Aortic valve stenosis (AS) is a valvular heart disease characterized by narrowing of the aortic valve. As a result, the outflow of blood from the left ventricle into the aorta is obstructed. This leads to chronic and progressive excess load on the left ventricle and potentially left ventricular failure. The patient may remain asymptomatic for long periods of time; for this reason, AS is often detected late when it first becomes symptomatic (dyspnea on exertion, angina pectoris, or syncope). Auscultation reveals a harsh, crescendo-decrescendo murmur in systole that radiates to the carotids, and pulses are delayed with diminished carotid upstrokes. Echocardiography is the noninvasive gold standard for diagnosis. Patients with mild asymptomatic aortic stenosis are treated conservatively with monitoring and medical management of related conditions (e.g., hypertension). Symptomatic patients, or those with severe aortic valve stenosis, require immediate aortic valve replacement (AVR) as definitive treatment. Options for valve replacement include surgical AVR or transcatheter AVR (TAVR) for patients with high operative risk. Patients with severe AS have a high risk of developing acute complications such as heart failure and cardiogenic shock, which are challenging to manage and often require critical care interventions and expedited surgery or TAVR.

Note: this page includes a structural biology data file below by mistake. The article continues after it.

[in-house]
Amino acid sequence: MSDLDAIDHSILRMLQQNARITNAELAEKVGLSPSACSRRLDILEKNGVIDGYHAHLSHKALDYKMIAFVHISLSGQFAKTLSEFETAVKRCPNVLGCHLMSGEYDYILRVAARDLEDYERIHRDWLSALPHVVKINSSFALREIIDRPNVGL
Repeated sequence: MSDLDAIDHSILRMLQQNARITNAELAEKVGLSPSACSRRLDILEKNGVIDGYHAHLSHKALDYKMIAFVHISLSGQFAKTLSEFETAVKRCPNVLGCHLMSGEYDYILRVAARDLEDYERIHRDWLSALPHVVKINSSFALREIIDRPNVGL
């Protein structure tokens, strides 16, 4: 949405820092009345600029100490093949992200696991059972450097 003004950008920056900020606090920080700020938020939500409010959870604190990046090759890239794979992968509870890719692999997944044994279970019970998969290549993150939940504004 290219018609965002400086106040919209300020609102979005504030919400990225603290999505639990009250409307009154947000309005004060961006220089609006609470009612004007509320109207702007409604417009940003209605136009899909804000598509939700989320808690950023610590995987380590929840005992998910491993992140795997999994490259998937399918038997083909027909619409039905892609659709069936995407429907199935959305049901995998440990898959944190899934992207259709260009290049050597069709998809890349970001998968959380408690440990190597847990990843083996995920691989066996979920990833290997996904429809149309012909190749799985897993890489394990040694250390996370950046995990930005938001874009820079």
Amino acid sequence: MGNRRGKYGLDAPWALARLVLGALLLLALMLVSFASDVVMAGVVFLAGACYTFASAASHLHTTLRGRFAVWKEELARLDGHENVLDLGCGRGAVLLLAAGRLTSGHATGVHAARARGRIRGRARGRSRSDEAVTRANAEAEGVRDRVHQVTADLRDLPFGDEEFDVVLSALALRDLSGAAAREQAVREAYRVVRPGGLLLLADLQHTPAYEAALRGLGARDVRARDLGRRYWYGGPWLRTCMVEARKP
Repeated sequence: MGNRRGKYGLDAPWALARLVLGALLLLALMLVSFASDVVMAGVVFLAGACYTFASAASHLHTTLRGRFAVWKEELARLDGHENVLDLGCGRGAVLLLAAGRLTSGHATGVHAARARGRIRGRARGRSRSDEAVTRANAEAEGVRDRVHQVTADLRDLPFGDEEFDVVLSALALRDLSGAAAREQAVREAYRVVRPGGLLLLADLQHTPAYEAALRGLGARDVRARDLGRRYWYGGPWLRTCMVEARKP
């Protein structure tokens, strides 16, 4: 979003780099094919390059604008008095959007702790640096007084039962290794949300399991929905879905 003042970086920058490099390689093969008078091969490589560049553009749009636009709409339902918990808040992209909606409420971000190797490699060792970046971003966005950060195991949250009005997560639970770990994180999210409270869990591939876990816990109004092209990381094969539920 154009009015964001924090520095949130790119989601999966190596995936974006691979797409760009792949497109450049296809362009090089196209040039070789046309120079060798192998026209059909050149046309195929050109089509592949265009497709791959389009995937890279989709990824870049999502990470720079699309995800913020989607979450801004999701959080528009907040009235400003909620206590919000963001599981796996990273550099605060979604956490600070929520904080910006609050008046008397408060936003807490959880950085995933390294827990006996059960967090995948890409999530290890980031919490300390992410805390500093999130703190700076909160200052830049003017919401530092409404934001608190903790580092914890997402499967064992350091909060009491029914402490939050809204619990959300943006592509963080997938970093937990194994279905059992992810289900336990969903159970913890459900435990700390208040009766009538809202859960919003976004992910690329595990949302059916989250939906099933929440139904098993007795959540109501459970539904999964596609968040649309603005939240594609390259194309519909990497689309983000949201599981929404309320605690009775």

The most common etiologies of valvular aortic stenosis include:
- Aortic valve sclerosis: calcification and fibrosis of aortic valve leaflets 
Bicuspid aortic valve (BAV): fusion of two of the three aortic-valve leaflets in utero 
- Most common congenital heart valve malformation , predominantly affects males (3:1) 
- Predisposes the valve to and degeneration
- Patients present with symptoms of aortic stenosis earlier than in regular aortic valve calcification. 
- Congenital aortic stenosis is rare and usually features a unicuspid or bicuspid valve. 
occurs without aortic stenosis in its early stages, but can progress to aortic stenosis once signs of begin to occur.